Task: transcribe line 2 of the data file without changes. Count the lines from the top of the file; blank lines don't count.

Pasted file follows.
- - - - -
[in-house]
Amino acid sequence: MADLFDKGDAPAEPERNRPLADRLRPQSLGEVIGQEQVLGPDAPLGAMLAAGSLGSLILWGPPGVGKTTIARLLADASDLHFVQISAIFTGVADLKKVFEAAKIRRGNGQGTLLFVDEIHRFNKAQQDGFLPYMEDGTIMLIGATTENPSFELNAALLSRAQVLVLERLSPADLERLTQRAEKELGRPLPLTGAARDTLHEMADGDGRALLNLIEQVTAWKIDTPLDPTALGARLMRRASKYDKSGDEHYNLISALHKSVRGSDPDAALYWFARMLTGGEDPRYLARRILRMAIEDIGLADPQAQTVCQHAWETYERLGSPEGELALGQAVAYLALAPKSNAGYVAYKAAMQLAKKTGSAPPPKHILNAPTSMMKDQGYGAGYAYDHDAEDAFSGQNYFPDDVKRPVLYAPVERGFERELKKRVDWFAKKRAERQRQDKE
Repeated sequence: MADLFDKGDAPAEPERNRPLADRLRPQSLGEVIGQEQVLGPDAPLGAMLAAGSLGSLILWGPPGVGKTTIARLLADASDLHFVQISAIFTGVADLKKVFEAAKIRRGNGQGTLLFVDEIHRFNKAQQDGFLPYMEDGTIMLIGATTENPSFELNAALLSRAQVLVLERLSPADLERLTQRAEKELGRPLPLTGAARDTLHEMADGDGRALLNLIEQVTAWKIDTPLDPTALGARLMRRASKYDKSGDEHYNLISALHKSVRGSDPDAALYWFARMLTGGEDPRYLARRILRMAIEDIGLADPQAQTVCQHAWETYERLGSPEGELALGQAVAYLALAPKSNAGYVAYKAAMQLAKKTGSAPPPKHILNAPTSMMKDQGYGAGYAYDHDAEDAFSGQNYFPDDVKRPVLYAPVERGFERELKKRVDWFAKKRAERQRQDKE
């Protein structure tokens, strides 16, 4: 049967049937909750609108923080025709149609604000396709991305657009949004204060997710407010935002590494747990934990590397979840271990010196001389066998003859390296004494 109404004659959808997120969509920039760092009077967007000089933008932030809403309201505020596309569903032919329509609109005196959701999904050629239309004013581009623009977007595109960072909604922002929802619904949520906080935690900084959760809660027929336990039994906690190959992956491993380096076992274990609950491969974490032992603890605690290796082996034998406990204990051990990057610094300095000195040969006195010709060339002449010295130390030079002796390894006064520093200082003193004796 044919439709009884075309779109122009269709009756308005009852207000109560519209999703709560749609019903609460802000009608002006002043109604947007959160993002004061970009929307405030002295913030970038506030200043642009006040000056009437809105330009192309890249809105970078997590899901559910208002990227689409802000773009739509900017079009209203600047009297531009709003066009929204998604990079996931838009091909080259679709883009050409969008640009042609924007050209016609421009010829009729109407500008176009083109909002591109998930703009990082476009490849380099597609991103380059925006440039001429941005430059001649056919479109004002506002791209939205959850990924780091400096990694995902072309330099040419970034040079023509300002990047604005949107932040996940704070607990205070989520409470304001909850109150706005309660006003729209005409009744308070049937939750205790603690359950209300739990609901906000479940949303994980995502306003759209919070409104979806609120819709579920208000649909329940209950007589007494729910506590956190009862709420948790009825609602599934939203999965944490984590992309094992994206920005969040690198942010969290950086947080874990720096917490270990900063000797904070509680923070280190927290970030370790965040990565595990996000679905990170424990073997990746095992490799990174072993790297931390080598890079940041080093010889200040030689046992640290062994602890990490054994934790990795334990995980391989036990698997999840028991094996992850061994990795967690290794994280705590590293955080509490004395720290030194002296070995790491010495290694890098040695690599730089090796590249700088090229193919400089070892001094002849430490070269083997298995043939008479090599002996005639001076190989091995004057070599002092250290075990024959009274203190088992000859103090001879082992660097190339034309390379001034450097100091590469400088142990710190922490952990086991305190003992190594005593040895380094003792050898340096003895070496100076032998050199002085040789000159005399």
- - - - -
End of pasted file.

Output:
Amino acid sequence: MADLFDKGDAPAEPERNRPLADRLRPQSLGEVIGQEQVLGPDAPLGAMLAAGSLGSLILWGPPGVGKTTIARLLADASDLHFVQISAIFTGVADLKKVFEAAKIRRGNGQGTLLFVDEIHRFNKAQQDGFLPYMEDGTIMLIGATTENPSFELNAALLSRAQVLVLERLSPADLERLTQRAEKELGRPLPLTGAARDTLHEMADGDGRALLNLIEQVTAWKIDTPLDPTALGARLMRRASKYDKSGDEHYNLISALHKSVRGSDPDAALYWFARMLTGGEDPRYLARRILRMAIEDIGLADPQAQTVCQHAWETYERLGSPEGELALGQAVAYLALAPKSNAGYVAYKAAMQLAKKTGSAPPPKHILNAPTSMMKDQGYGAGYAYDHDAEDAFSGQNYFPDDVKRPVLYAPVERGFERELKKRVDWFAKKRAERQRQDKE